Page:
Supranational Subordination Versus Intergovernmental Co-operation

Supranational literally means “above the nation”. There are almost no international institutions that operate on the supranational model. In fact, to the best of my knowledge, there is one.

There are legitimate criticisms that can be levelled at the United Nations (UN) and the World Trade Organisation (WTO), but to mention these intergovernmental organisations in the same breath as the European Union (EU) is deeply misleading. Intergovernmental co-operation is the foundation upon which much of what we call “globalisation” is built. Your ability to post a letter in England to an address in Australia, in the expectation that both the package and its contents will arrive intact, untampered with and within a reasonable time frame, depends upon a series of agreements brokered between national governments as far back as the 19th century. Today, the Universal Postal Union (UPU) is responsible for managing the standards that the member governments agree.

Wikipedia provides the following précis of the organisation’s activities:

Standards are important prerequisites for effective postal operations and for interconnecting the global network. The UPU’s Standards Board develops and maintains a growing number of international standards to improve the exchange of postal-related information between postal operators. It also promotes the compatibility of UPU and international postal initiatives. The organization works closely with postal handling organizations, customers, suppliers and other partners, including various international organizations.

This remarkable feat was accomplished without a single supranational institution to supervise, corral or otherwise override the member governments. The standards that make the international postal delivery service function efficiently, to the extent that we take it completely for granted—and are rightly discontented when the service fails to fulfil the standards for excellence that we routinely expect—all emerged from institutions founded on the intergovernmental model.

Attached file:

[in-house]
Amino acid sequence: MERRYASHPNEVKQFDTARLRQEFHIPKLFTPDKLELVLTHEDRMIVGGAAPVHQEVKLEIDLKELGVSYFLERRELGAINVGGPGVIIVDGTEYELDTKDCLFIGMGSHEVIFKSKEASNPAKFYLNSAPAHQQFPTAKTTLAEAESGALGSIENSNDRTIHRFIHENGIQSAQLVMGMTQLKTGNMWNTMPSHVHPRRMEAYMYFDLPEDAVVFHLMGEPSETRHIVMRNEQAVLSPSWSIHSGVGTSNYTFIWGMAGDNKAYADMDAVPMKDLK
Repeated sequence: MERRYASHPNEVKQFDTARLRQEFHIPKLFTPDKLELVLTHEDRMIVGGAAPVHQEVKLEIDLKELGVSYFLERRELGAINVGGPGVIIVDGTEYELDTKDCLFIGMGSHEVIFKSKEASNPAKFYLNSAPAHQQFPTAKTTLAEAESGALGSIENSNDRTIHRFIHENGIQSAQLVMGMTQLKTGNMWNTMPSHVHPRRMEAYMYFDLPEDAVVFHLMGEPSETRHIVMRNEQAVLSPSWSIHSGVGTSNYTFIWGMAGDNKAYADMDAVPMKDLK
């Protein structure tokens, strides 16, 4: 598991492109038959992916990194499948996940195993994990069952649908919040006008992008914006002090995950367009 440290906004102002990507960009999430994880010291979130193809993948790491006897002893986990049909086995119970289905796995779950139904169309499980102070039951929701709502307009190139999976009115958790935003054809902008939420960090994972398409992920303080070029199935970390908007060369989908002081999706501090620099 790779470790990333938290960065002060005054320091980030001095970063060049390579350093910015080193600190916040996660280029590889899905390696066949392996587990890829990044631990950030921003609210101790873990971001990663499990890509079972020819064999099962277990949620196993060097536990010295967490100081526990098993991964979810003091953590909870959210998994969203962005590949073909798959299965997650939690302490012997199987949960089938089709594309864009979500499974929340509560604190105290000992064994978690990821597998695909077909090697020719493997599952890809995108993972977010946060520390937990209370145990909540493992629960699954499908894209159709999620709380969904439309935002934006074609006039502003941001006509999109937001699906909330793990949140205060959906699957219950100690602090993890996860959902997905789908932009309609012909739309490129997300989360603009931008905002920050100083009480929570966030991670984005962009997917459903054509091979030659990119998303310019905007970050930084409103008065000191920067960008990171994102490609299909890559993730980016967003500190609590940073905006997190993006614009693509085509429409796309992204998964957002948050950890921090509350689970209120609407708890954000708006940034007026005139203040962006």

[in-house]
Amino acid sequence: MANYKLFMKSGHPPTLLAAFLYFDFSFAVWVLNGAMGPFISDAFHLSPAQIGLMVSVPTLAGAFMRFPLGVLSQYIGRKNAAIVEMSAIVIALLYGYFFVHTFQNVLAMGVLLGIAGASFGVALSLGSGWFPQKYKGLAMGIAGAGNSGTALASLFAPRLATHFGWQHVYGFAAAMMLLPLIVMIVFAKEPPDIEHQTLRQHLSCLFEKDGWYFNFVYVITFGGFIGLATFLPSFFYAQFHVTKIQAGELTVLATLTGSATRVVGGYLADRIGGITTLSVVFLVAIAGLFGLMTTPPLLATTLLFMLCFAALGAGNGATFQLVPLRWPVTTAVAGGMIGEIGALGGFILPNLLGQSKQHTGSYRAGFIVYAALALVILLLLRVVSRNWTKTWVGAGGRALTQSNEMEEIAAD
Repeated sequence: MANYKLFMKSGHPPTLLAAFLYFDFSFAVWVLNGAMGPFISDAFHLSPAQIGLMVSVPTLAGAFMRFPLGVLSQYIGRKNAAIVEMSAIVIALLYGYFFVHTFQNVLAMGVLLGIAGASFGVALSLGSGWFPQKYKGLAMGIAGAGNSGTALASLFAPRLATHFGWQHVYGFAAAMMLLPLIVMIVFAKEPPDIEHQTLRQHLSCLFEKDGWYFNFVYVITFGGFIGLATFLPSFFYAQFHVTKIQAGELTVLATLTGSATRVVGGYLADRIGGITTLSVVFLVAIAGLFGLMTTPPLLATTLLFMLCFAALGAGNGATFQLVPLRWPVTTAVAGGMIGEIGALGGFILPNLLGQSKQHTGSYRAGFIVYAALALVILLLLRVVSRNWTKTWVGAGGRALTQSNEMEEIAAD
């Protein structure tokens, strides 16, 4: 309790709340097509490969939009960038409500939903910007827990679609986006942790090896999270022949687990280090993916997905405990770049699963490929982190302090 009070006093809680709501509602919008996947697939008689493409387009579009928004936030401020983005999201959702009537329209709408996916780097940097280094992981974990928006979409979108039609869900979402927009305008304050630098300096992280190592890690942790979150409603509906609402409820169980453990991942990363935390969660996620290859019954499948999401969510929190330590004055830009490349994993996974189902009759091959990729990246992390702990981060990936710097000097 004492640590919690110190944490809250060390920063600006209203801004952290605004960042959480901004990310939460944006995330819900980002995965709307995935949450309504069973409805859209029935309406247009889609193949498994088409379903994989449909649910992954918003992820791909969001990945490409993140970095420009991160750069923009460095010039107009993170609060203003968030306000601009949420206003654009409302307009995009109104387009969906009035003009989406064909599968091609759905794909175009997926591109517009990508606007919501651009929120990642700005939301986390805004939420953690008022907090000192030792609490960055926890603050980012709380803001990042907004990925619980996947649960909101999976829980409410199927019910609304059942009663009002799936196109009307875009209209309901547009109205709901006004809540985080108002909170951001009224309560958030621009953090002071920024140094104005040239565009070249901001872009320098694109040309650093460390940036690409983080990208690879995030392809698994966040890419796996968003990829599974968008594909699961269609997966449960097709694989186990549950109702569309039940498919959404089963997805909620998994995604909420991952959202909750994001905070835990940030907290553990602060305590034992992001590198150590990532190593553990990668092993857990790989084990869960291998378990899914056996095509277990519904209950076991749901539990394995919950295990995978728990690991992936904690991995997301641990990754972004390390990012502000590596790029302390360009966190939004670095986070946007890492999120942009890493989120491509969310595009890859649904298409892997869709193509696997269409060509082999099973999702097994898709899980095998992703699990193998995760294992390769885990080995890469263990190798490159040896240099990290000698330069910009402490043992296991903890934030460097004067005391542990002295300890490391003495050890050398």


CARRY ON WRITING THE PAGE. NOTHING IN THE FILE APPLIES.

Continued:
By comparison, in practically every area of policy-making and regulatory supervision—previously the sole preserve of nation-state democracies—in which the EU’s supranational institutions are granted responsibility, these assumptions are reversed. We expect the EU to be wasteful, inefficient and incompetent and are surprised when anything with which the EU is associated works with even a modicum of efficiency and/or competency. The wholly inadequate response of the EU institutions to the migrant crisis in the Mediterranean and now Eastern Europe, which was partially created by the EU’s reckless asylum policy, is a case in point. The ecological disaster that the Common Fisheries Policy has created in the North Sea. The rape of living marine resources that EU policy facilitates in developing countries, especially in Africa. The wholesale dumping of cheap agricultural goods on developing markets and the Common External Tariff, which prevents African farmers from competing in highly subsidised EU markets.

The list goes on and on and on and on. Meanwhile, the benefits of intergovernmental co-operation and trade in goods, services and ideas continues to benefit us all.

So, what is it that distinguishes the supranational EU from the intergovernmental UPU?… I joke, but it is not as if the UPU is an isolated example. There are hundreds of similarly constituted bodies, most of them unheard of outside of their industry-specific niche. Vehicle regulations are governed by the WP.29. Global food safety standards are governed by the Codex Alimentarius committee. The International Telecommunications Union governs world standards in the telecoms field.

These international institutions, and others, quietly, without any of the political torpor that is part and parcel of the supranational EU, manage the technical standards which allow us to, once again, take it completely for granted that a set of AA batteries manufactured in Japan will fit a smoke alarm manufactured in Germany. These intergovernmental bodies are where Britain, the fifth largest economy on the planet, could and should be playing a major role, rather than accepting, as our politicians say that we must, that we should remain inside the EU because 1/8th of a say in the Council of Ministers is good enough.

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